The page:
Eliza's Reviews > How to Lie with Maps

How to Lie with Maps by Mark S. Monmonier
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May 29, 10

bookshelves: geo-med-env
Read from May 26 to 29, 2010 — I own a copy

This was a great presentation on how people can be manipulated by maps. It is a cautionary book to inform the reader of sources of misinformation & error so the reader can then take the map with a grain of salt and not as "truth". The book dealt with issues of power. Issues covered included map manipulations used in advertising, development, national security, the military, and politics. For me, the most interesting parts related to national-level maps such as the USGS topographic maps, and how the US and all countries choose how they want to represent their country deliberately even to its own citizens by what they choose to include and more importantly leave out of its own maps. It almost becomes a social or environmental justice issue, that these maps hide the countries problems, like poverty, crime, racial/social injustices, environmental degradation. We can alter our image of the country with what we choose to present as the U.S.
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Comments (showing 1-3 of 3) (3 new)

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Vika Gardner Eliza, is there a chapter of this book that would be useful to be used in undergraduate classes, to help students understand that maps are a source, to be thoughtfully questioned like any other source?


message 2: by Eliza (last edited May 31, 2010 07:30AM) (new) - rated it 4 stars

Eliza You could use the introduction. This basically says that all maps must tell "white lies" because they cannot show the entire world & the mapmaker makes conscious choices about what is worth showing in the map. It also stresses that each finished map is just one option out of the infinite possible visual displays of the base information, & this choice of what's shown is a reflection of the author's goals & biases. It includes what you're getting at with questioning it as a source. "...maps, like speeches and paintings, are authored collections of information and also are subject to distortions arising from ignorance, greed, ideological blindness, or malice." p. 2. The intro is only four pages. The downside is that it has the feel of trying to convince the audience why it's worthwhile to read the book, so it's almost a pitch for the book itself. But it gets at what you're looking for, it's short, and it's very readable.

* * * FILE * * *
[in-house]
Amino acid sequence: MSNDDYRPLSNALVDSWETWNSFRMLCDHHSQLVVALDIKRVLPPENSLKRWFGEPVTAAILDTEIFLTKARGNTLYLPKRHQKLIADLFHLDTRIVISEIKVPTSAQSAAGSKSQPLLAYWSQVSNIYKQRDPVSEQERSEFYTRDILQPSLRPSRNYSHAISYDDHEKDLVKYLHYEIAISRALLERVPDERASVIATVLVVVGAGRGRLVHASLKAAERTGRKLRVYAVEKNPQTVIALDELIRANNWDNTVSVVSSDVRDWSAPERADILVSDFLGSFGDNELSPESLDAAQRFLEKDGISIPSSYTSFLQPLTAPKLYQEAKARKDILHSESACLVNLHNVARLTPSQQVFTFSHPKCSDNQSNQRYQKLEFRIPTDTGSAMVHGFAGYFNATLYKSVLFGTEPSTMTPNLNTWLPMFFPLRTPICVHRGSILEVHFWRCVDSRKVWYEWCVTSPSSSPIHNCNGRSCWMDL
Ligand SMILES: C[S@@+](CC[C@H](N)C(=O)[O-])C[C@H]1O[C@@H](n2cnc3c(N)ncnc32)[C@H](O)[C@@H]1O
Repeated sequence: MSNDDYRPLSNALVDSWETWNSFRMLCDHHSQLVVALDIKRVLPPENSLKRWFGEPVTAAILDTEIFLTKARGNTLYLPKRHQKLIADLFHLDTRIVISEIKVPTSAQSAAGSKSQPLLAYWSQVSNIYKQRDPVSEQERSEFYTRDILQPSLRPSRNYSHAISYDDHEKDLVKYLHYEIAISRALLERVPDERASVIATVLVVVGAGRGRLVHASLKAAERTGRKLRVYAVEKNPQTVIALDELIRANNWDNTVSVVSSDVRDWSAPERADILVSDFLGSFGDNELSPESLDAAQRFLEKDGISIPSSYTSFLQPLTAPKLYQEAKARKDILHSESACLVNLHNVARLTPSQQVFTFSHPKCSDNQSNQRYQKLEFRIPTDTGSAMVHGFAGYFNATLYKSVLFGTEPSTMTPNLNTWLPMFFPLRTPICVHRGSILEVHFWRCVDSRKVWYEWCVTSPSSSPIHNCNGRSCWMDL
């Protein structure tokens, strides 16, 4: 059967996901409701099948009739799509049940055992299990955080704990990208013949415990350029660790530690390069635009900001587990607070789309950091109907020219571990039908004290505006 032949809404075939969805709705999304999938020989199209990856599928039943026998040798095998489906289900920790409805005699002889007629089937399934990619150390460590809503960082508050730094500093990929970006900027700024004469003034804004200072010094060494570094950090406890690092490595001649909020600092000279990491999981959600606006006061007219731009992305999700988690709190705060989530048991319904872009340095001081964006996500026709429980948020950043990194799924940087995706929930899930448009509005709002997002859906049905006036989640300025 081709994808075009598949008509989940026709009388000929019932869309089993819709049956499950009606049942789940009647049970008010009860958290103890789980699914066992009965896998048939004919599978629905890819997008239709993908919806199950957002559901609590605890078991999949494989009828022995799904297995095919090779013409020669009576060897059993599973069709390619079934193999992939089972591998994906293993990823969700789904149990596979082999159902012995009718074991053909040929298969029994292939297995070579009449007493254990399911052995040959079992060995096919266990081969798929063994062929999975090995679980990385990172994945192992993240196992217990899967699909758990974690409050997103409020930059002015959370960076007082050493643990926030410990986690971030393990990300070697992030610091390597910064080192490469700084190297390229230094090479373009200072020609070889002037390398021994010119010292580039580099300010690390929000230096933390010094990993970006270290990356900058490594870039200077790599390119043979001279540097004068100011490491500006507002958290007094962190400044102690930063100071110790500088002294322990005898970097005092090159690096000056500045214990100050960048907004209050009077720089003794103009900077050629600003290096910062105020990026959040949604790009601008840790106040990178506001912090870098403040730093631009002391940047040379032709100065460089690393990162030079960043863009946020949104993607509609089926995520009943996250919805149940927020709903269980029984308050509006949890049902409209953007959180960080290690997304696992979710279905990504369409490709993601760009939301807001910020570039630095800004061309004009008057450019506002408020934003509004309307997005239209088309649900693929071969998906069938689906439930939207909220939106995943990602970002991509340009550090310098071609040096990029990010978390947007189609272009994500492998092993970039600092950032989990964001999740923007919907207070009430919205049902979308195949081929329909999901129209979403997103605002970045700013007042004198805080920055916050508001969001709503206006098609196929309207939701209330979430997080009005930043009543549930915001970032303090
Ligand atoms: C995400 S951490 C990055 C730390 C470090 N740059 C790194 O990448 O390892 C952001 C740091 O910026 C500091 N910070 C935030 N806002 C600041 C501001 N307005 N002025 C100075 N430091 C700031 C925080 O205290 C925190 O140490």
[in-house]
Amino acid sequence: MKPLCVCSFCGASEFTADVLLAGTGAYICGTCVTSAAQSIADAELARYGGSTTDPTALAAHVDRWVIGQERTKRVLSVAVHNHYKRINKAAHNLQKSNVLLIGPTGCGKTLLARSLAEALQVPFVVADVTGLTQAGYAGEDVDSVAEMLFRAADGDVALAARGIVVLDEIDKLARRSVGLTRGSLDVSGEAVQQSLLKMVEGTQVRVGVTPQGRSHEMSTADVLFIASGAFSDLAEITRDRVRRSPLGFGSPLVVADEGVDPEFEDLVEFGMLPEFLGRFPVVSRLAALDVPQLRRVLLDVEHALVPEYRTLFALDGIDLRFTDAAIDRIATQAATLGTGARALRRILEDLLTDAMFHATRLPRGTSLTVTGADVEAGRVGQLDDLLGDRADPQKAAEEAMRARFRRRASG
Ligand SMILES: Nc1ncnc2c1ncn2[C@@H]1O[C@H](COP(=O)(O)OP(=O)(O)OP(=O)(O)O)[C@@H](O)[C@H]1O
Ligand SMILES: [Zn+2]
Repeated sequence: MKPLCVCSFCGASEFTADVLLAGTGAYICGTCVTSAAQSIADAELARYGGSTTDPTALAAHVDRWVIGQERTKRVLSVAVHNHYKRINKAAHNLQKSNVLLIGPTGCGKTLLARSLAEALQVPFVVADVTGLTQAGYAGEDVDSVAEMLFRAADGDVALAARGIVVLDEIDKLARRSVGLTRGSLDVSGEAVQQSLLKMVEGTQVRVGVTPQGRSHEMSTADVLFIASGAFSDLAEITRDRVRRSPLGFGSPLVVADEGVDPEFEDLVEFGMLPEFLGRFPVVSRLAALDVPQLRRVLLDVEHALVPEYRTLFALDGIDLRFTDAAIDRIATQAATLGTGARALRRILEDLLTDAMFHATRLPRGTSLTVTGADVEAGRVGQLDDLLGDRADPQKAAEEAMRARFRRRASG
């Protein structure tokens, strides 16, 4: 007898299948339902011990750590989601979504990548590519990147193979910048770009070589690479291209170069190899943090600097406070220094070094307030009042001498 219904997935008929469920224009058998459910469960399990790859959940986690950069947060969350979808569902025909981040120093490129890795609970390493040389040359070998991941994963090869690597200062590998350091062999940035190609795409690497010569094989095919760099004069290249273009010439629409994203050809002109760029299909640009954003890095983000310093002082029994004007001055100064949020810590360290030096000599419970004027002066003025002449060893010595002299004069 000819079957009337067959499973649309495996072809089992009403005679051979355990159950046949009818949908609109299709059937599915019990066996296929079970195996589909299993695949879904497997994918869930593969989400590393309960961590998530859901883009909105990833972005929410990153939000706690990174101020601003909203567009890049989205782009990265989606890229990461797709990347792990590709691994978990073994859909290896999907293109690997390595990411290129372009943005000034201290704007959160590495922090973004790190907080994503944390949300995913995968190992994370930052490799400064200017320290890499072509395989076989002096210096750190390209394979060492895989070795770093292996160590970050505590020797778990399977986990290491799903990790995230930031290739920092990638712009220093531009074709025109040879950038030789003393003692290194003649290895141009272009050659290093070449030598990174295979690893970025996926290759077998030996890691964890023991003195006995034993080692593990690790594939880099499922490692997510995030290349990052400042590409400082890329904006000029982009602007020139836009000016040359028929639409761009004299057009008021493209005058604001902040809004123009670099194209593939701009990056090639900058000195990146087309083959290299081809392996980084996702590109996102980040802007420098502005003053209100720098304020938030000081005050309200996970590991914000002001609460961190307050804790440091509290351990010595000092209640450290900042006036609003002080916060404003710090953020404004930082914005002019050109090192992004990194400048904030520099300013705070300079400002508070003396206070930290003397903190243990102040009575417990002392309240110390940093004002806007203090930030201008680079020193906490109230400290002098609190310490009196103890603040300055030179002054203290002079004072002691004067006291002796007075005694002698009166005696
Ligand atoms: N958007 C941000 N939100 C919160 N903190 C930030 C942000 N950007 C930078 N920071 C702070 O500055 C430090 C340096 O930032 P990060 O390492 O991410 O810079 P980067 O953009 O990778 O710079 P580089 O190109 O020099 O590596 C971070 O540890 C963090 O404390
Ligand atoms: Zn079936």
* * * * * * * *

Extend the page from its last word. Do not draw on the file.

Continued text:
Really any chapter conveys that point though, different chapters focus on how to lie with advertising maps, maps done by developers, political maps, war maps, and so on. Actually, Ch. 7 - Maps for political propaganda would be good too. It discusses a bunch of the maps published by Nazi Germany in its effort to keep the U.S. out of WWII, and discusses how these maps have manipulated the data to make Germany look like it's doing the right thing and that they're the ones being bullied by the Allied Powers. This chapter is good because it has many map examples that the students can examine and ponder over for themselves; it was very interesting and would also be good for undergrads.


Vika Gardner Thank you! On your way to being a collaborative academic!


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